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01/11/2011 10:26 AMPosted by BioshockI dunno if this was said in here, but if you just simply adjust your monitors gamma and brightness settings, you can have a "darker" Azeroth at night... Which is pretty much all that is going on in these photos.
01/11/2011 10:21 AMPosted by SkylifeSome of the glow effects are too dark. The Charred Vale is too dark overall and the embers to not glow enough.
01/11/2011 3:17 AMPosted by VaelkyriI would actually prefer this- it wont happen but would be cool if night was.. night.
bit like morrowind/oblivion where ya had to carry torches in dungeons/nighttime unless it was a full moon :)
01/11/2011 9:16 PMPosted by BeefsangerThere would be 20 pages of "OMG BLIZZ, nerf night!"
It is designed this way so you can see what is happening all the time. With dark lighting arrangements comes a responsibility to make sure over exposure of the player to the lighting arrangements doesn't begin to have an effect on them (Eyes, migraines etc)
It would complicate things dramatically for the developers to have to factor ergonomics and risk assessment into their zone designs. It's easier to just make sure the light is adequate all the time.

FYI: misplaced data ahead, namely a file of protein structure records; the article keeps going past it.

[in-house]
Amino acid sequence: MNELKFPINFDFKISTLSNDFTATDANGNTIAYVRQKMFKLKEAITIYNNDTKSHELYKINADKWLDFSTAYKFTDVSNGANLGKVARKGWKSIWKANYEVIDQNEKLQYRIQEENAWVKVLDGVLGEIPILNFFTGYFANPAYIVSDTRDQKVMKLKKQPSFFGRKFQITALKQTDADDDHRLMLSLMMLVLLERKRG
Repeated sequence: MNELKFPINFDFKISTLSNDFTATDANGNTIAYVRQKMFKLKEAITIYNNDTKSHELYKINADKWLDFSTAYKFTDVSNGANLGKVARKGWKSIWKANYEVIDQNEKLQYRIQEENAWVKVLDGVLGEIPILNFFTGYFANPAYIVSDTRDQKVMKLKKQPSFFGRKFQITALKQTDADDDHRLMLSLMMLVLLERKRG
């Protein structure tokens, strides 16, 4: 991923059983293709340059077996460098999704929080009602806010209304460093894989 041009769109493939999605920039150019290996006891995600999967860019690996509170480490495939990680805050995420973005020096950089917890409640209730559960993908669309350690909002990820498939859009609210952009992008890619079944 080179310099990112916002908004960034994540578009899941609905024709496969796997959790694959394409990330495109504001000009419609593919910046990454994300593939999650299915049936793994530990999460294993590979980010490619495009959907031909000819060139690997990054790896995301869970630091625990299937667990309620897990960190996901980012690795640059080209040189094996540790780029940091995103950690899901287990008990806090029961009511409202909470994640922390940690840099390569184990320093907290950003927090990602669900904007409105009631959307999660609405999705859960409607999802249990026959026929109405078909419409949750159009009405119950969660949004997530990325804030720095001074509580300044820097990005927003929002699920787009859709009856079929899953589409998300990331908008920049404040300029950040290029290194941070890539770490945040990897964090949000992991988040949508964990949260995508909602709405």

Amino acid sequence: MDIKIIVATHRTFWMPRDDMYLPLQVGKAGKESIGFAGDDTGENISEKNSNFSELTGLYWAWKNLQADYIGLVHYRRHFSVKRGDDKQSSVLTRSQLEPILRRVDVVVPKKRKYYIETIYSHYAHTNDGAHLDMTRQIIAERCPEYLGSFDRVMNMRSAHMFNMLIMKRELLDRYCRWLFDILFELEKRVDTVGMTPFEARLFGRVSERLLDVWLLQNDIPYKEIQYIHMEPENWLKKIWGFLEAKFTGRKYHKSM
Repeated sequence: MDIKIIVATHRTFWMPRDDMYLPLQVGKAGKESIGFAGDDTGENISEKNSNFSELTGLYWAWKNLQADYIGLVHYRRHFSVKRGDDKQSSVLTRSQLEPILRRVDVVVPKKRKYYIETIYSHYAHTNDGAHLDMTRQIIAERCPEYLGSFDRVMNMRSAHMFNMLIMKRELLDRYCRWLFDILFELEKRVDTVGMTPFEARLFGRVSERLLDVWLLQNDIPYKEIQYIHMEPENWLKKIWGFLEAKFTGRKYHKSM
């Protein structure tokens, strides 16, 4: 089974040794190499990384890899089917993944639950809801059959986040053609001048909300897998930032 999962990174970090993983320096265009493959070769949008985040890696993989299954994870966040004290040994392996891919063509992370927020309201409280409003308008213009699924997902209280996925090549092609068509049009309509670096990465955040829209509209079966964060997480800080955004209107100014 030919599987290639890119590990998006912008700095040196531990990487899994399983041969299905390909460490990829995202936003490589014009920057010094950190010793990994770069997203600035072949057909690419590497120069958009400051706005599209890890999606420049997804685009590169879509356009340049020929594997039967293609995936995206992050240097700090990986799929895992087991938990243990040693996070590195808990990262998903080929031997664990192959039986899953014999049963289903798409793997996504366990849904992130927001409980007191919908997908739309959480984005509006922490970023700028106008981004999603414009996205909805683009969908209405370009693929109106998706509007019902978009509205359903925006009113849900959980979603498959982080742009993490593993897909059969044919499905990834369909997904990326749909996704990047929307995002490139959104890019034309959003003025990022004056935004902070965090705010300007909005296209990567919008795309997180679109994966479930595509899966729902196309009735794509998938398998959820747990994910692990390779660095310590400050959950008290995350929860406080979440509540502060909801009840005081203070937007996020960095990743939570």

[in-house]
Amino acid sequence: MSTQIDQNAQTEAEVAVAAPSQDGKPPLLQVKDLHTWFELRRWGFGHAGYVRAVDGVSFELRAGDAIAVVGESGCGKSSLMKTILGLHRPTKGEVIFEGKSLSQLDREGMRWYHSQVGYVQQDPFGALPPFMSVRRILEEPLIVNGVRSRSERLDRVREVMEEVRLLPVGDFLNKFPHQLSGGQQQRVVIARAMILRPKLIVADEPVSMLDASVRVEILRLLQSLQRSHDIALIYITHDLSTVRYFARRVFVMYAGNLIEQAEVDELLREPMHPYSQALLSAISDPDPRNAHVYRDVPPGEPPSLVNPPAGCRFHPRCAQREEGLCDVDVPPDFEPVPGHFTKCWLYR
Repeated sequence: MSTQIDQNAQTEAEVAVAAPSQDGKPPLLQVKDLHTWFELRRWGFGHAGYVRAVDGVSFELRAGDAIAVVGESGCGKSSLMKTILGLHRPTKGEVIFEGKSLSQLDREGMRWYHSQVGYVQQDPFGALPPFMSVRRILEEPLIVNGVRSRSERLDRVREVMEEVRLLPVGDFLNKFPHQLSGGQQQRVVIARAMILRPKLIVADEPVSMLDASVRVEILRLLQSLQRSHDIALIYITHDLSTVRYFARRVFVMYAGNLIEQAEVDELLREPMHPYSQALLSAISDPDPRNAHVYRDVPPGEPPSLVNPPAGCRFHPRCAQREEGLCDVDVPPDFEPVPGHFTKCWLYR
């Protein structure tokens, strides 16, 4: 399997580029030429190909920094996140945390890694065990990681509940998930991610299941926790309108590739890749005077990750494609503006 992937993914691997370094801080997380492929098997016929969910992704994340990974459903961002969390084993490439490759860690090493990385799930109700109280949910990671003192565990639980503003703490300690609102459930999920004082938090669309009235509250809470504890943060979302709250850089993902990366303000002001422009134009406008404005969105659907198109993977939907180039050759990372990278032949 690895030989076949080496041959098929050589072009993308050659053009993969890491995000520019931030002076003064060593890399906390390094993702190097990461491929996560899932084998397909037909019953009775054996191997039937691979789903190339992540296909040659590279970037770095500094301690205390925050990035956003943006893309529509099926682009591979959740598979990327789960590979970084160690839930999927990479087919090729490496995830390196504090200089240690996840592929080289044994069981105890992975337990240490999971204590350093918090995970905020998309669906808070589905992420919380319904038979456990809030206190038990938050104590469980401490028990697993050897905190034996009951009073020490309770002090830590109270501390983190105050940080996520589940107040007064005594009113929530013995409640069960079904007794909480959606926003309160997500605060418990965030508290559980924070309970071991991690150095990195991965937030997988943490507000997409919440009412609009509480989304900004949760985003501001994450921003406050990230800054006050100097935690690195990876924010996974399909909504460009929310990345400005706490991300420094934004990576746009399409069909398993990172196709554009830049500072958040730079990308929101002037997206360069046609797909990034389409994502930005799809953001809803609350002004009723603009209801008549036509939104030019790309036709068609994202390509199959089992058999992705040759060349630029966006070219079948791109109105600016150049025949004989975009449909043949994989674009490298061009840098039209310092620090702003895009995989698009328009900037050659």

01/11/2011 9:28 AMPosted by FexIn addition to the more obvious reasoning behind having a brighter world (letting people see so they can perform well in combat, even at night), there is also a very clever psychological/biological reason for having bright nights in online games.
The human body is designed to react to transitions between light and darkness. For most people, a transition to darkness is an instinctive reminder to become tired. Others, like myself, have trained our bodies over the years to invert this response, yielding a nocturnal lifestyle (I worked the graveyard shift for 5 years throughout college). But even for those people, the inverse remains true: a sunrise or a sudden increase in daylight causes yawning, tiredness.
By keeping the game world at a relatively even level of brightness at all times, gamers are not exposed to dramatic environmental shifts between light and darkness. This helps us to "lose track of time," since there are no in-game cues to how long we've actually been playing. By replacing a realistic day cycle with a more subtle one, Blizzard can diminish our realization of how much time we're sinking into the game.
It's a very clever element of game design that has been used by plenty of other games before WoW.
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